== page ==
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Photography Question 
Karen Slagle
BetterPhoto Member Since: 4/1/2005

D-SLR vs. Compact Digital: Image Quality

I have a Nikon D200 and a Canon Powershot S5 IS. The D200 image size is 12.907 inches by 8.64 inches at 300 ppi. The Canon's image size is 18.133 inches by 13.6 inches at 180 ppi. When I downsize the images from the Canon to 12 inches by 9 inches at 272 ppi, the quality is not as good as the D200. Why is there a difference in quality?

P.S.: I also have a Nikon D70 and it also has better image quality than the Canon. The D70 is 6.1 megapix and the Canon is 8 megapixels. Thanks in advance.

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10/16/2007 8:19:35 AM

Jon Close
BetterPhoto Member Since: 5/18/2000
  The D-SLRs have better image quality because they have much larger digital sensors. The sensors in the D200 and D70 are 23.7mm x 15.6mm, while the sensor in the S5 IS is a tiny 5.93mm x 4.46mm. Even at the same or fewer total megapixels, the larger sensors will capture greater dynamic range with far less digital "noise".

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10/16/2007 8:29:23 AM

Karen Slagle
BetterPhoto Member Since: 4/1/2005
  Oh I see now. Thank you so much for the answer, Jon.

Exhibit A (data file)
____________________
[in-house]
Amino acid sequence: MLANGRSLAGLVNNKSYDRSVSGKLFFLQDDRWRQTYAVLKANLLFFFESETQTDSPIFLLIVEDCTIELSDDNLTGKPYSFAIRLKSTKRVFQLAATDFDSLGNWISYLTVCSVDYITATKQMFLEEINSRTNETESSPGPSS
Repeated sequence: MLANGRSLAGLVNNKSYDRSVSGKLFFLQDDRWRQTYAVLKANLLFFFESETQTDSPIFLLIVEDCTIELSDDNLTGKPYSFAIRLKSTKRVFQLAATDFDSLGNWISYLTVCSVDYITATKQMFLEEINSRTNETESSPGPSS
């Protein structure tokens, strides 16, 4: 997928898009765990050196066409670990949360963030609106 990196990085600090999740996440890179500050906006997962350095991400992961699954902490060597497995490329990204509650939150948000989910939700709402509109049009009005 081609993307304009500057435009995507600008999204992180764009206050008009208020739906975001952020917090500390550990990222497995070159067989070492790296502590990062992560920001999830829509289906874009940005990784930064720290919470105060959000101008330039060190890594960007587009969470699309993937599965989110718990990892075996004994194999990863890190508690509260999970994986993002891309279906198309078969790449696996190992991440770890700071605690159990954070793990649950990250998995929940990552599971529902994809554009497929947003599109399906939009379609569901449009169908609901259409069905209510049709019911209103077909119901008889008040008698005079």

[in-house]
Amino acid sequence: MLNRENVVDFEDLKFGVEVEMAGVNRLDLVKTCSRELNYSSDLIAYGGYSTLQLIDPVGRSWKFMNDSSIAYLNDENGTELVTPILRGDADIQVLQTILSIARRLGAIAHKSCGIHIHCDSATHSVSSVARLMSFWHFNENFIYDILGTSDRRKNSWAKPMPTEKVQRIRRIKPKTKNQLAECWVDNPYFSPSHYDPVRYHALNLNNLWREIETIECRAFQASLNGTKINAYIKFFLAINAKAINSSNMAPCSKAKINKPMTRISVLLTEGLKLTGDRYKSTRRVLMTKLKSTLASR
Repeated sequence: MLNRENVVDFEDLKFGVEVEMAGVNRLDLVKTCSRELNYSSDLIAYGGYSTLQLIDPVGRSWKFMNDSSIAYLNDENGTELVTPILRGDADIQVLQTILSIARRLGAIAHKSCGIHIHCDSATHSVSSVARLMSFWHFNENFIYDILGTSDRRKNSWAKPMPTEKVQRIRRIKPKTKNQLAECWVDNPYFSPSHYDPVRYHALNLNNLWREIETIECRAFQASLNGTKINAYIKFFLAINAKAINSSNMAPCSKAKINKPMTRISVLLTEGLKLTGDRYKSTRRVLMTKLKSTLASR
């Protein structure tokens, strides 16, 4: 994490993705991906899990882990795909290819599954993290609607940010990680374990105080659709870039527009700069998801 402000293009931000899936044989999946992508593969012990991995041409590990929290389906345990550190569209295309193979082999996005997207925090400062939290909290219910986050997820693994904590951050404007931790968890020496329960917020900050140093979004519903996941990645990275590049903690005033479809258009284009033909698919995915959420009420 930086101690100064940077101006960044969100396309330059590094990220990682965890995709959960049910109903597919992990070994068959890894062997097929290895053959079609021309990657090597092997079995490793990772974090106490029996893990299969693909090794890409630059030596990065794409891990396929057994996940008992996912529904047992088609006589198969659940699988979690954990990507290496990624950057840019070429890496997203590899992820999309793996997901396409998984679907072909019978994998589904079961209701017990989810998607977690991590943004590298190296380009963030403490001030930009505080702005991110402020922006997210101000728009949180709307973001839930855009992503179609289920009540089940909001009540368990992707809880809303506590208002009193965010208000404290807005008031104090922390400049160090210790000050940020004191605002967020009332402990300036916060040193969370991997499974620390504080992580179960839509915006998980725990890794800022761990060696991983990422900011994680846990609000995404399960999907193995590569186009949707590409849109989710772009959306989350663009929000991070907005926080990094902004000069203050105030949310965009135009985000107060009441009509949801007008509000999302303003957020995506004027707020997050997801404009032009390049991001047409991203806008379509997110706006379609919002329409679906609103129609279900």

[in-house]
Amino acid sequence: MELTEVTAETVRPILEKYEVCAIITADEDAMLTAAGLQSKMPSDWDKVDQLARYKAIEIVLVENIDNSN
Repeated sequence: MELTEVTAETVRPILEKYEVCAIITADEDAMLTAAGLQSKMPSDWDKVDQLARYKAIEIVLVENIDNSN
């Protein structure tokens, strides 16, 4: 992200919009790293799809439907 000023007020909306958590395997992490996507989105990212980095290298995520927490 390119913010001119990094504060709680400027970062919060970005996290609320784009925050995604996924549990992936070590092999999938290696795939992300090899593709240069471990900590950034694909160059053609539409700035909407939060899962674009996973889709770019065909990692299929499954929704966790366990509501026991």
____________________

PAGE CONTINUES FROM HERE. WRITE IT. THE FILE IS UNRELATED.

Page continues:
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10/16/2007 8:32:47 AM

John G. Clifford Jr
BetterPhoto Member Since: 8/18/2005
  The larger sensor is part of it, but also the image quality is not directly correlatable with pixel (photosite) count.
First, if you're making a print, always set your print to the printer's native resolution, or an evenly divisible portion thereof. For instance, I have an Epson R300 that has a native resolution of 720 dots per inch (dpi). I generally print at 360 dpi and will down- or up-rez my image to get the pixel count I need. I use bicubic sharper for down-rezzing, and (preferably) Lanczos or bicubic smoother for up-rezzing. (You don't want to use bicubic sharper for uprezzing because it adds sharpening artifacts that get very visible as you resize.)
Another factor with the small-sensor digicam is that the lens is diffraction-limited at a much lower aperture than on a D-SLR. Your D200 is diffraction-limited between f/11 and f/16, while your Canon digicam is diffraction-limited by f/5.6!
The third factor is the quality of the lens. A good D-SLR lens (not the "kit" lenses that many D-SLRs ship with) provides a very high-quality image that is noticeable on larger prints.
When printing at 4x6, I can't tell a difference between my 6 MP Fuji F30 and my D-SLR. Once I get to 5x7 the difference is there... and it is really apparent on an 8x10.

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10/16/2007 12:40:20 PM

Karen Slagle
BetterPhoto Member Since: 4/1/2005
  Thank you John for your enlightening answer. So much to learn and so little time. I appreciate your taking the time to respond to my question, learned something new. Karen

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10/16/2007 2:00:35 PM

Amanda D. Austwick
BetterPhoto Member Since: 8/2/2003
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  Hi John C., I use a Nikon D2x and Ps CS2. What does a bicubic sharpner for down loading mean, and a what is a Lanczos smoother?
Amanda A.

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12/5/2007 4:16:15 PM

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